Your personal statement is a one-page essay that gives veterinary admissions committees a clear picture of who you are and, most importantly, why you want to pursue a career in veterinary medicine
UGA Supplemental Application questions for 2021-2022 application cycle:
- Veterinarians contribute to society in many different ways. Describe several roles they play in society and how you hope to contribute, including the qualities or traits you would bring to the profession. (3500 character limit)
- Describe a significant experience or challenge in your life that was unrelated to veterinary medicine, what you learned from that experience, and how you have grown from it. (3500 character limit)
- Personal Statement
What should be included?
Although there is no set of rules mandating what a strong personal statement should include, here are a few tips to help you successfully craft an effective personal statement:
- Explain a defining moment that helped steer you toward a career in veterinary medicine. Consider using that moment as the focal point of your essay.
- Be original and thoughtful: Discuss how you would contribute to the profession and patient care, all of which will help you stand out from other applicants.
- As you are telling us why you want to pursue a career in veterinary medicine, explain why you are good candidate for veterinary school. Ask yourself—in a pile of 100 applications, would I enjoy reading my statement? Be sure to convey your passion for veterinary medicine in your statement.
- Many of you have had meaningful experiences with animals or veterinarians as children and these are important but should only be mentioned briefly.
- Your application materials already contain a summary of your accomplishments, so avoid repeating information from your transcripts or reference letters.
- Give yourself time to organize your thoughts, write well and edit as necessary.
- Ask yourself if this essay is a good representation of your character, ideals and aspirations.
- Don’t forget to proofread!
What should NOT be included?
- Avoid cliches: How many times do you think admissions committees have read the phrase, “I love animals”?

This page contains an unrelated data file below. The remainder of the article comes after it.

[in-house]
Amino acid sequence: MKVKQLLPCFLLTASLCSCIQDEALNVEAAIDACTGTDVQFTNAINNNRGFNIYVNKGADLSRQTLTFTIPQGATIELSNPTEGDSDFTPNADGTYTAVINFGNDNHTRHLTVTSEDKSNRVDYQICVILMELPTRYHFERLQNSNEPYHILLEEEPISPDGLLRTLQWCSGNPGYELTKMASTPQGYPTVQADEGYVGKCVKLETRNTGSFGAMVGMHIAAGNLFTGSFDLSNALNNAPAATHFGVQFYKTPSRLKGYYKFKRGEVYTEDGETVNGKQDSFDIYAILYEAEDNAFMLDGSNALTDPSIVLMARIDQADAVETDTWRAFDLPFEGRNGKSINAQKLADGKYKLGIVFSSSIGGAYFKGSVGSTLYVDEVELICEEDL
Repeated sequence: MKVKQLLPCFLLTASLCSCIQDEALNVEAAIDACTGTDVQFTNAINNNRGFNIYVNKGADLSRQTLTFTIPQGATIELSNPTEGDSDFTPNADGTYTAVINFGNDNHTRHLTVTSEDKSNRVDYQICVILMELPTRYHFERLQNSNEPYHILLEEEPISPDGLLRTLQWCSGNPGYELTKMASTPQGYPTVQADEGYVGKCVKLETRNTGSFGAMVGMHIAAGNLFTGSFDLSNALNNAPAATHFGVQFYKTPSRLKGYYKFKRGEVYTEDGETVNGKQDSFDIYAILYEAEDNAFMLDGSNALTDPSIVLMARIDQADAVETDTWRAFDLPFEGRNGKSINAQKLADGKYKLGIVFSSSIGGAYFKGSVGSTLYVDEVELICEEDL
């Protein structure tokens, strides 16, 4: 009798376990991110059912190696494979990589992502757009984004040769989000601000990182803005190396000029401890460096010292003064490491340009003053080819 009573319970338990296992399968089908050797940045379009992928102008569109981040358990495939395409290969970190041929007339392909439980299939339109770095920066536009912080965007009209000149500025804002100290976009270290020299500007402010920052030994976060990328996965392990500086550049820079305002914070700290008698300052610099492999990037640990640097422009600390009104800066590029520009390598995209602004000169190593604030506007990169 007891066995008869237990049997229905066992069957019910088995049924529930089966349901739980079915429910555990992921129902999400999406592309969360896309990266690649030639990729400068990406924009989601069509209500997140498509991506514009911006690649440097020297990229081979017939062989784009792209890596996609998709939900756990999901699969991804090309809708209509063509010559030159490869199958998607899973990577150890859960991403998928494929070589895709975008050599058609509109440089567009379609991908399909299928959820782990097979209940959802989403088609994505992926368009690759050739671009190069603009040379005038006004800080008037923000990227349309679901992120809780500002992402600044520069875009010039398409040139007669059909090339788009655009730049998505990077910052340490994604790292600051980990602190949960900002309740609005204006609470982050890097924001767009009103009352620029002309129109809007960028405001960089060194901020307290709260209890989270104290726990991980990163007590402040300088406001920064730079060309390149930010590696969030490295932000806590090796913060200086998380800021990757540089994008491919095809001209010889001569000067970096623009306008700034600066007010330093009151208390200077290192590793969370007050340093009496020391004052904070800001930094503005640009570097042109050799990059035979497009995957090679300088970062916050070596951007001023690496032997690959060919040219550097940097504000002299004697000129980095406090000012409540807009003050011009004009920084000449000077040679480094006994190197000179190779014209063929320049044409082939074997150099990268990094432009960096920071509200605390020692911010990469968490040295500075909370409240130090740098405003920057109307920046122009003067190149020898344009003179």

- Avoid being vague: "[Insert experience] was challenging and rewarding." What does that mean? Be specific about what was impactful and how it affected you.
- Avoid brash decision-making: Your decision to become a veterinarian should be the result of a series of thoughtful, conscious, and reflective decisions. NOT an instantaneous realization. Similarly, you have not “always known” that you want to be a vet. No one is "born to be a vet." Nothing is innate, you have to work for it.
- Avoid excuses: In general, there are better uses for your essays than explaining away and justifying poor grades, incidents of misconduct, etc. However, if you choose to address these subjects, be sure to focus on what you have learned from those incidents and how your experiences have made you a stronger person. Never, ever blame anyone else for your mistakes.
- Avoid restating resume: Choose ONE or TWO significant and distinguishing experiences to elaborate upon.
- Avoid grandiosity: For example, claiming that you “know what it is like to be a vet from [shadowing/clinical volunteer experience].” No, you do not. That is precisely why you are hoping to go to vet school.
- Avoid inflammatory or controversial topics: You do not know the values, beliefs, and background of the person who is reading your essay. For these reasons, it is advisable to avoid making any strong statements regarding politics, religion, and other polarizing topics. Be extremely cautious to avoid expressing any views that could be construed as derogatory to any group. Additionally, your beliefs are not the only “correct” beliefs.
- Do not lie: Honesty and ethical behavior are the hallmarks of being a veterinarian. Do not include details that you are not prepared to talk about or are simply untrue.
When should I start writing?
You need to begin working on your essays early in the fall semester prior to the application opening in January. Remember that the people who are helping you with your essays will need time to review them and you will need time to work through multiple drafts. You should have several different people objectively read your personal essays and provide constructive feedback. There are also resources on campus that can assist you, such as the Career Center and UGA Writing Center. Consider the feedback you get carefully, but be sure that the essays are still written in your voice. In addition, some of your letter writers will want to see a copy of your essays before they write your letter, so you should strive to have competent drafts on hand by October or November. Your letter-writers are often a great option to help review your essays.